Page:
I looked inside them last night, and took Second Part to bed with me, to read through the slender sections on Latin syntactical constructions.

The introduction states that they contain “a selected minimum of grammar”, and this is very true.  The vast bulk of the book consists of exercises.  Each bit of grammar, often half a page, is followed by two or three pages of exercises.  This is, of course, frustrating if you want hard information.

The actual grammatical content is very concise.  This morning I was reading a chunk of the Writing book, explaining something, and I wondered if there was a misprint!  I had to reread it two or three times before I could work out what they meant.  That the book was meant to be taught by a human teacher was evident.

I do not believe that my schoolboy self could have decrypted that sentence.  In this sense, it is not a good teaching book.  I know that my old teacher preferred Coles, Latin Grammar Simplified.

The exercises from The Approach to Latin I remember well.  They started easy and became harder and harder.  I loathed translating English into Latin.  But in fact, it is clear that the authors’ intention was to prepare boys to translate from English into Latin, doubtless for examination purposes.  This appears clearly from the grammatical material, now I look at it.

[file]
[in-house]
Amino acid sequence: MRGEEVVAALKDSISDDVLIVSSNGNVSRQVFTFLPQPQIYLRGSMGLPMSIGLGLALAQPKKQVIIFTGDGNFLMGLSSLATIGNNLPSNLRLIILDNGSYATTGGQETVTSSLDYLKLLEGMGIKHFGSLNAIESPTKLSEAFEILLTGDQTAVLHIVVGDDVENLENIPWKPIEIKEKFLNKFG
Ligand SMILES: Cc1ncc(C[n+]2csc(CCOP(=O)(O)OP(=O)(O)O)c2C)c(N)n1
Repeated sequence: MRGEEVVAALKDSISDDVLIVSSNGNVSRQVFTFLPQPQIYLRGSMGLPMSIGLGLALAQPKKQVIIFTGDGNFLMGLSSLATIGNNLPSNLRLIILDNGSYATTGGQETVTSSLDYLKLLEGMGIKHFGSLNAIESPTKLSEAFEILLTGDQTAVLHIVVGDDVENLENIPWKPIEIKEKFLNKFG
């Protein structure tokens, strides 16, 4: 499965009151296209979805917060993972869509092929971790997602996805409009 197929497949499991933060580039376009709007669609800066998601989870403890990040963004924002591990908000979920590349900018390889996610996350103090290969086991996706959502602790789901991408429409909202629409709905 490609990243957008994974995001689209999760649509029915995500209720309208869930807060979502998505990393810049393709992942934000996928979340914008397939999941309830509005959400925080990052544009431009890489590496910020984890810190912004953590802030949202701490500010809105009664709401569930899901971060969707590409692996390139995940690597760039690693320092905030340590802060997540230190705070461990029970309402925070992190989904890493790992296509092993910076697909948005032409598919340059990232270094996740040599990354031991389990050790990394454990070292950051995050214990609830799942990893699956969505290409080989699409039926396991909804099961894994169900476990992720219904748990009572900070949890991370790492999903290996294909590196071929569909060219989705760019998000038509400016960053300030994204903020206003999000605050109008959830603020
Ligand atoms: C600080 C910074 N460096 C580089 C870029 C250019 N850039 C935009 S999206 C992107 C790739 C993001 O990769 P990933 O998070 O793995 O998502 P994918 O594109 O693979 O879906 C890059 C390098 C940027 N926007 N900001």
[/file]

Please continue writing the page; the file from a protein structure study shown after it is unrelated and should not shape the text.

The limited syntactical material is not well presented.  But it caused me to think that I could extend the functionality of QuickLatin, my morphologiser, to flash up some possibilities whenever you see the word “ut” or “sicut”, or find a gerundive.  It wouldn’t be hard to do that.  At least, it shouldn’t be.

QuickLatin was originally written in 1999, during a long and pointless government contract.  It was written in Visual Basic 6, that much missed and easy to use tool that Microsoft sold at that time.  From time to time I have tried to rewrite it in something newer; but always I have had to stop, and go and earn a living.

Microsoft have never troubled to maintain their own tools, or to guarantee backward compatibility.  VB6 was phased out in favour of the incompatible VB.Net, almost twenty years ago.  VB.Net is now being phased out, with nothing to replace it.  I did attempt a rewrite in Microsoft Visual C/C++, and got so far.  When I came to pick up the project, a couple of years later, it wouldn’t even compile in the newer version of the tool.

Of course 1999 was aeons ago, by modern software practices.  Today everything is done with Test-Driven Development (although Microsoft never liked it, and their support for it in .NET was always rubbish).  Everything is divided into classes and objects.  VB6 stuff predates that.  It was always hard to work with.